- No divas. " In journalism, ... my workplaces often felt like rooms filled with... enormous and fragile egos."
- No yelling. "In journalism, I've had managers who routinely shrieked abuse."
- Sales numbers trump politics. "In journalism, all too often perception helps people get ahead."
Kelly's ongoing retail adventure has the ring of a common urban fantasy: a simpler, happier life maybe on a farm, or in what is assumed to be a less intellectual, more physical job. She warns it's not so wonderful. The pay is so bad she couldn't go full time if she wanted to, and some customers are total jerks.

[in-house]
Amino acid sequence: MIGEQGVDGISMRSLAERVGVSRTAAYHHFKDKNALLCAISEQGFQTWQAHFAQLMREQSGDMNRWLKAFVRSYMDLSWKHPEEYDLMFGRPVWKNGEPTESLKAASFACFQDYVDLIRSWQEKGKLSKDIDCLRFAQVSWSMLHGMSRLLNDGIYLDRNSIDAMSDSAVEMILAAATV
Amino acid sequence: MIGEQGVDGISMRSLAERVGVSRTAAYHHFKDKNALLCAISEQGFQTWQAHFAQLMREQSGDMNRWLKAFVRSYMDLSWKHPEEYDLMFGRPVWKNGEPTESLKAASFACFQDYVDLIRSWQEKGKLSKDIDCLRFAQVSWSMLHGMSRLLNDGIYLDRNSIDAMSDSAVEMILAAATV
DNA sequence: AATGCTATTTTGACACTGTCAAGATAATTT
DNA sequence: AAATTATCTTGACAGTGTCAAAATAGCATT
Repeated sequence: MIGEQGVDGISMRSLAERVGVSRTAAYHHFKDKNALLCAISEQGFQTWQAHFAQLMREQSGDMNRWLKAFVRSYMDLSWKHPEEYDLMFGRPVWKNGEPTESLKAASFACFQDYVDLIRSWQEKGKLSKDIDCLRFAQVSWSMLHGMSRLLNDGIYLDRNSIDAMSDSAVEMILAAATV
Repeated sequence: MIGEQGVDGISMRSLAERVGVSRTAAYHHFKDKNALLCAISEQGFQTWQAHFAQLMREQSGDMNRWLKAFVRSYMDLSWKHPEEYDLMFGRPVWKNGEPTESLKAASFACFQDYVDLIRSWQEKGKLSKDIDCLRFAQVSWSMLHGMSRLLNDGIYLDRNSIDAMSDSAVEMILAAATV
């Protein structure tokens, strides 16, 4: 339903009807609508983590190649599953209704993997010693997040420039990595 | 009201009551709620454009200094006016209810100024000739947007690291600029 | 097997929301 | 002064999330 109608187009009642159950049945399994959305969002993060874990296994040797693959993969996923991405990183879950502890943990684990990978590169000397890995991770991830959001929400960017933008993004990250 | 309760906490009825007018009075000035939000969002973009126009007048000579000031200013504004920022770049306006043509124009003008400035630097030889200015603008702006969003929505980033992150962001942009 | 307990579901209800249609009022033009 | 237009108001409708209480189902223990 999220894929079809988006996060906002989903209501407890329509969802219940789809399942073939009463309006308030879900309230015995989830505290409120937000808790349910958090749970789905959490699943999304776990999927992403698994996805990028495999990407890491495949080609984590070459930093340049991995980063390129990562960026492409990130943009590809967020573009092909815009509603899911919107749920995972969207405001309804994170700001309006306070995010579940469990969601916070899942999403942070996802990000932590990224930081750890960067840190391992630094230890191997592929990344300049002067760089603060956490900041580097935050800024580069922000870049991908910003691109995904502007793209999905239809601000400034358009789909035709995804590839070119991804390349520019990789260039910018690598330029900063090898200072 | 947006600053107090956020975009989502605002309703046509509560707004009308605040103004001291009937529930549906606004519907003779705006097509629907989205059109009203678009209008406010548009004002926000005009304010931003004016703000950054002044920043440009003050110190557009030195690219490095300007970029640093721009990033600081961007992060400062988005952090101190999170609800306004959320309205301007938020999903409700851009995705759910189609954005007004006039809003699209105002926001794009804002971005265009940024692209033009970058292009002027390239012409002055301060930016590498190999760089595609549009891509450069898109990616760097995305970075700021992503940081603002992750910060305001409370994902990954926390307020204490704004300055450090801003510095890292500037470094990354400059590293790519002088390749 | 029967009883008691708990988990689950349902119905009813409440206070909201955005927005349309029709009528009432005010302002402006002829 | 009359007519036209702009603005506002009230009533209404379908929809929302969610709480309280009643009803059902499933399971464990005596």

And yet such a career shift should particularly seductive to media workers right about now. With the pool of jobs shrinking, office politics aren't getting any less intense or byzantine. Everyone, save perhaps for the well-connected rich, is getting a little desperate, paying for the skimpiest of positions, writing for free on blogs and elsewhere and sniping viciously at current and former bosses.
At a clothing store, PR agency or a strip club, dropping out of media has never looked better. (Actually it probably looked better back when there were some other jobs. Especially in finance. And maybe during the Great Depression. But you know what we mean we're coming from, right, fellow hacks?)